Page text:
Read our guide and start saving up for the home of your dreams.
Your monthly debts are car payments, student loans, and other recurring personal expenses you make monthly payments on. This number doesn’t include credit card balances you pay off in full each month or the new mortgage you’re getting.
The first step is figuring out what you can actually afford. You want to look for the perfect backyard and kitchen, but you should also understand what your monthly mortgage payments, property taxes, and home expenses will look like.
Our calculator takes into account your income, debts (ex: car loans, student loans), and the savings you have for the down payment.
Still, even if your monthly payments are consistent, you need to consider your overall savings and how much you can set aside for emergencies. Your down payment and monthly expenses shouldn’t empty your entire bank account. Make sure you have a healthy reserve in liquid assets for life events you can’t plan.
Your debt-to-income ratio (DTI) helps lenders determine whether you’re able to afford a house. They look at your monthly debts (including your mortgage and rent, car, credit card payments, student loans, etc) and divide that number by your monthly gross income.
A healthy DTI can be up to 43%, but the best DTI for you depends on your specific financial circumstances.
Many financial advisors would suggest following the 28/36 principle. This means that your mortgage payments shouldn’t exceed 28% of your pre-tax income, and your total debt shouldn’t be more than 36% of your pre-tax income. By following the 28/36 rule, you can avoid finding yourself underwater with too much debt.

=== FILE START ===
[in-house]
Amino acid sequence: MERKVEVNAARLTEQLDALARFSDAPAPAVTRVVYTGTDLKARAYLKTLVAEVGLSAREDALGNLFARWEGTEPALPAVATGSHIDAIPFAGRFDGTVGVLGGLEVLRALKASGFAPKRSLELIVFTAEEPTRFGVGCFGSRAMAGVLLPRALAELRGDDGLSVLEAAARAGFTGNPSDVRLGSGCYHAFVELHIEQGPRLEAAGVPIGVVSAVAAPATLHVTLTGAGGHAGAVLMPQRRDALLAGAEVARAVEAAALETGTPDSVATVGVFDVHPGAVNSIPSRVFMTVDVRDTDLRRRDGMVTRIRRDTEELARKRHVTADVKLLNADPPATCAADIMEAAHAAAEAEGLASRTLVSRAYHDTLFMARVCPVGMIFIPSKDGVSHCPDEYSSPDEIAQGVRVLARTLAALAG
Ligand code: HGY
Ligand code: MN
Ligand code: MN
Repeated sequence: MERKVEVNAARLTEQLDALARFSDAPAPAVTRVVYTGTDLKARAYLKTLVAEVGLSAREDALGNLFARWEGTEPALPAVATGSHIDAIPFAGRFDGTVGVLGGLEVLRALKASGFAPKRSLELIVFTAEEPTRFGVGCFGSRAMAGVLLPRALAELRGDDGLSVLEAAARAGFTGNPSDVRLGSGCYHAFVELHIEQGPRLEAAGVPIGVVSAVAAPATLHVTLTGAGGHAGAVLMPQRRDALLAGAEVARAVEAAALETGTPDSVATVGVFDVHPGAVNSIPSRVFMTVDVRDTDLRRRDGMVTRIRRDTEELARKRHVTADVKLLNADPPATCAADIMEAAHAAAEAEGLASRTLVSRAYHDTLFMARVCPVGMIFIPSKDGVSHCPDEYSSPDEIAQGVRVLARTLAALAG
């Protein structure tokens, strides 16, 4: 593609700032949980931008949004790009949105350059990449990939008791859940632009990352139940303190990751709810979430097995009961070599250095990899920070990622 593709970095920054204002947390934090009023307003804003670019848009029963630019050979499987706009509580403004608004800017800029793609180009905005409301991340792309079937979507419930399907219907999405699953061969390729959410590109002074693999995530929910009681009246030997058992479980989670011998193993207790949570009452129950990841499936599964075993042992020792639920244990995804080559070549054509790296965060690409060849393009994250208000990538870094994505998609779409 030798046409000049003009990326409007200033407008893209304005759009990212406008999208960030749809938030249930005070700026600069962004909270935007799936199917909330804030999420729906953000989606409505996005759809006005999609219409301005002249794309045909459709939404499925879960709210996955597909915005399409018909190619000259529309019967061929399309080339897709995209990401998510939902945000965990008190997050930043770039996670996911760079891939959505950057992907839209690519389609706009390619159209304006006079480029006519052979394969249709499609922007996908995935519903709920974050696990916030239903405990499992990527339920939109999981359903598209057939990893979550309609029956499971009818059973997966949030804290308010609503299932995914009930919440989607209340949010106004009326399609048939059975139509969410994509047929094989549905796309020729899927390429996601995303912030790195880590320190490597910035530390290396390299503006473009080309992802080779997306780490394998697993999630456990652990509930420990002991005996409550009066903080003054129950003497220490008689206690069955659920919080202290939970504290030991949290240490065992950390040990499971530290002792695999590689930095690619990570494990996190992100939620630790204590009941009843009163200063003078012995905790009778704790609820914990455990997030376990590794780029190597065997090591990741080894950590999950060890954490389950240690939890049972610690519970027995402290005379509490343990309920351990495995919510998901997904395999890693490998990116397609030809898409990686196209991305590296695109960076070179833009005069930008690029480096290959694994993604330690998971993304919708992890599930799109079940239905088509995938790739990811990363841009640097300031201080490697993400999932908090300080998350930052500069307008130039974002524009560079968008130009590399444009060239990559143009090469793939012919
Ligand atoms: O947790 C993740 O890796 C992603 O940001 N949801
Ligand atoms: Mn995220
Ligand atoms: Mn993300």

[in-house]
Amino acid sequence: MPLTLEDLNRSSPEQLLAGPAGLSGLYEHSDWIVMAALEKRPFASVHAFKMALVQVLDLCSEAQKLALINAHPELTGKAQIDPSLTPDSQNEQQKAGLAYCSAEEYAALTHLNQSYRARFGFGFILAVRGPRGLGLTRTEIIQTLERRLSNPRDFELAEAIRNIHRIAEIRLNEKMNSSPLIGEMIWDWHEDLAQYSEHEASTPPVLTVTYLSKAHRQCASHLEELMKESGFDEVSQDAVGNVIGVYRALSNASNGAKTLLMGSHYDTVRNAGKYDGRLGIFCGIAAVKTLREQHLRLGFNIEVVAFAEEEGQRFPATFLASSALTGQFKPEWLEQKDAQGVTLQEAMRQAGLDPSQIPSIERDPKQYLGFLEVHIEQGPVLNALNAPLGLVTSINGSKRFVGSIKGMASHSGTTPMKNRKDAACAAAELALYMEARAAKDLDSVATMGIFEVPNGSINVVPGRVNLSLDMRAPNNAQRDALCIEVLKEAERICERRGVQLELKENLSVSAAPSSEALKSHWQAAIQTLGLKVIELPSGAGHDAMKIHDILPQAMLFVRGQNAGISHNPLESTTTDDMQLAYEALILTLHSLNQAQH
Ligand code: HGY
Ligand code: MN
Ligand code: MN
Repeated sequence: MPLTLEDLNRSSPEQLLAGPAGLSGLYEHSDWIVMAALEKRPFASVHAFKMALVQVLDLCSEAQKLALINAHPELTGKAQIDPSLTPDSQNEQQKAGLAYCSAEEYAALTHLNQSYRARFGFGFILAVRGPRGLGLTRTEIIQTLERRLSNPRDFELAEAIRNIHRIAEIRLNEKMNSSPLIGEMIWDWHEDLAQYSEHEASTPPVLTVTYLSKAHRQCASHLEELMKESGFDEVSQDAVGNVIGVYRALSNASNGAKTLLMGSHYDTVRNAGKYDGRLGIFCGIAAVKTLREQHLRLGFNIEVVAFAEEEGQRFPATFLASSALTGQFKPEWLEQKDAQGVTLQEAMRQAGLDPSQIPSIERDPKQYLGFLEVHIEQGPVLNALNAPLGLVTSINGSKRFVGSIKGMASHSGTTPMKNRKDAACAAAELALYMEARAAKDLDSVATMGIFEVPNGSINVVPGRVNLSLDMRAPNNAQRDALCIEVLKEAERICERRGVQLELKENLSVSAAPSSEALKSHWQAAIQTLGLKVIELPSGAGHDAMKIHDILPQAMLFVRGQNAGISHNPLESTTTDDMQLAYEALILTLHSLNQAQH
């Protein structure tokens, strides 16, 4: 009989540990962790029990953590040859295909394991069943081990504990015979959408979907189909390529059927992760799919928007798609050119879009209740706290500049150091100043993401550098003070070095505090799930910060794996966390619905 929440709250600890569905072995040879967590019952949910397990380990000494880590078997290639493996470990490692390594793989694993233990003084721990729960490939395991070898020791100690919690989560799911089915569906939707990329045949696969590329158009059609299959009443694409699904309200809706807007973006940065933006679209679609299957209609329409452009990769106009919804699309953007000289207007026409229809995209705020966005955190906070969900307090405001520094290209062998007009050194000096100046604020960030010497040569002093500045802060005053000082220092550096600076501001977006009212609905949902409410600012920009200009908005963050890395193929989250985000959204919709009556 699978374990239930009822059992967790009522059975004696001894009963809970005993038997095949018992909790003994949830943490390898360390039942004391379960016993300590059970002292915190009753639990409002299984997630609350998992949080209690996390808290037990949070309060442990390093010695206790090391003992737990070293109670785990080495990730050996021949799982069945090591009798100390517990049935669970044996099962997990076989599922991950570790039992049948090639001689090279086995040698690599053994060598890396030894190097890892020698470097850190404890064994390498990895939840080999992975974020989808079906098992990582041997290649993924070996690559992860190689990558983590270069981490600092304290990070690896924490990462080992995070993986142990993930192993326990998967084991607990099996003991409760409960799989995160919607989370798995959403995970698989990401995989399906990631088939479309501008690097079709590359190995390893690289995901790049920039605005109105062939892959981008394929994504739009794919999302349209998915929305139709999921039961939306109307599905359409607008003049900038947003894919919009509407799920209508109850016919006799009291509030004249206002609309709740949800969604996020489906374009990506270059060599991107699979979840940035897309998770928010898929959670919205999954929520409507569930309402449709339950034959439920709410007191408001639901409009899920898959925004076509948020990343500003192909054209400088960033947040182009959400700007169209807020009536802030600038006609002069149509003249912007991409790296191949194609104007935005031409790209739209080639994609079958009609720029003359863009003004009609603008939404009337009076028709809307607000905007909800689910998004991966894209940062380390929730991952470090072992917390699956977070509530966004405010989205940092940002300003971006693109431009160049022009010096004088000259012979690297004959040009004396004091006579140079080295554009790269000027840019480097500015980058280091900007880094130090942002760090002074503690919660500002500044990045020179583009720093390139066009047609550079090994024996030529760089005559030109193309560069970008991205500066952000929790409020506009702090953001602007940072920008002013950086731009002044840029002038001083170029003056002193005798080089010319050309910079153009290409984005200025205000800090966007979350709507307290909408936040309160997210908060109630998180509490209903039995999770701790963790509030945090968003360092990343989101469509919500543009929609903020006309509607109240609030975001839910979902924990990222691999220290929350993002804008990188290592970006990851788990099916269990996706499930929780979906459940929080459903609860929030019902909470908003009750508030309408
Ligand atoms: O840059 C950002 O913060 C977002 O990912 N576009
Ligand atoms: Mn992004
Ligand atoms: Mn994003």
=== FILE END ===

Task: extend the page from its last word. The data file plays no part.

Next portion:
So, let’s say you make around $6,000 per month. Your monthly mortgage payment shouldn’t be over $1,680 and your monthly debt including monthly mortgage shouldn’t exceed $2,160.
Getting pre-approved and pre-qualified are two very different things. Determining which is right for you depends on your situation.
To get pre-qualified, you answer a couple questions by estimating your income, expenses, and a range of your credit score. This step gives you an initial gauge of how much the lender is willing to loan you and how much house you can afford, without affecting your credit score. It usually only takes a few minutes to complete and you don’t need to provide any documentation. Overall, a pre-qualification gives you an estimate on what you can afford.
The pre-approval process, on the other hand, tends to be more involved. You complete a mortgage application and provide at least some financial documentation for your lender to verify, and they will run a formal credit check. A pre-approval is typically stronger than a pre-qualification because the lender has verified some or all of your important financial information. That way, they have a much clearer picture of the amount they can lend you. You’re also in a better bidding position since the seller knows that your lender is willing to make a loan. Read about the differences between pre-qualifications and preapprovals for more tips!